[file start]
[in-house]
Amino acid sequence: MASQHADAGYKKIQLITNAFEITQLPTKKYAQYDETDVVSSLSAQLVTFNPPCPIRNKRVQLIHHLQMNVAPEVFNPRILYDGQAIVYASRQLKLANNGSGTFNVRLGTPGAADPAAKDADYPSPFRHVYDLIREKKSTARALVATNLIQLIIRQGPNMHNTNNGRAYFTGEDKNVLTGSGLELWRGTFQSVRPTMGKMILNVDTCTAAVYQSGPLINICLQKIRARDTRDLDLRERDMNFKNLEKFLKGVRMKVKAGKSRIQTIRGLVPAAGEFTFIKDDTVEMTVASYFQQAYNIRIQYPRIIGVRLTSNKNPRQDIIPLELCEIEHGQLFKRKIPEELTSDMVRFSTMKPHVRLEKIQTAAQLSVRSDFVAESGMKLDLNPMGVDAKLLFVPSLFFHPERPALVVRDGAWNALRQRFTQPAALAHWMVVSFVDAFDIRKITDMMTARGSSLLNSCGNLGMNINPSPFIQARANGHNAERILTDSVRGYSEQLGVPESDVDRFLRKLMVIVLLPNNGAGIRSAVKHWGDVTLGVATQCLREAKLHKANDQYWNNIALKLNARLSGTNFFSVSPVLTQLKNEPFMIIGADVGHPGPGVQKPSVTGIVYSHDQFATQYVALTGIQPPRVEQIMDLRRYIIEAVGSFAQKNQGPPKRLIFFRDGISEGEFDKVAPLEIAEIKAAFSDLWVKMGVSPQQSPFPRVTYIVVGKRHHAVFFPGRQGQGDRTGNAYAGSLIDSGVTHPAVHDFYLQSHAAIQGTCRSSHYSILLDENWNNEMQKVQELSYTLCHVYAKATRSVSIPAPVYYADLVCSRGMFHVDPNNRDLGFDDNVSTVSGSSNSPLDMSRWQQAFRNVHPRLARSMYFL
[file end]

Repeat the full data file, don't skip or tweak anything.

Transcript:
[in-house]
Amino acid sequence: MASQHADAGYKKIQLITNAFEITQLPTKKYAQYDETDVVSSLSAQLVTFNPPCPIRNKRVQLIHHLQMNVAPEVFNPRILYDGQAIVYASRQLKLANNGSGTFNVRLGTPGAADPAAKDADYPSPFRHVYDLIREKKSTARALVATNLIQLIIRQGPNMHNTNNGRAYFTGEDKNVLTGSGLELWRGTFQSVRPTMGKMILNVDTCTAAVYQSGPLINICLQKIRARDTRDLDLRERDMNFKNLEKFLKGVRMKVKAGKSRIQTIRGLVPAAGEFTFIKDDTVEMTVASYFQQAYNIRIQYPRIIGVRLTSNKNPRQDIIPLELCEIEHGQLFKRKIPEELTSDMVRFSTMKPHVRLEKIQTAAQLSVRSDFVAESGMKLDLNPMGVDAKLLFVPSLFFHPERPALVVRDGAWNALRQRFTQPAALAHWMVVSFVDAFDIRKITDMMTARGSSLLNSCGNLGMNINPSPFIQARANGHNAERILTDSVRGYSEQLGVPESDVDRFLRKLMVIVLLPNNGAGIRSAVKHWGDVTLGVATQCLREAKLHKANDQYWNNIALKLNARLSGTNFFSVSPVLTQLKNEPFMIIGADVGHPGPGVQKPSVTGIVYSHDQFATQYVALTGIQPPRVEQIMDLRRYIIEAVGSFAQKNQGPPKRLIFFRDGISEGEFDKVAPLEIAEIKAAFSDLWVKMGVSPQQSPFPRVTYIVVGKRHHAVFFPGRQGQGDRTGNAYAGSLIDSGVTHPAVHDFYLQSHAAIQGTCRSSHYSILLDENWNNEMQKVQELSYTLCHVYAKATRSVSIPAPVYYADLVCSRGMFHVDPNNRDLGFDDNVSTVSGSSNSPLDMSRWQQAFRNVHPRLARSMYFL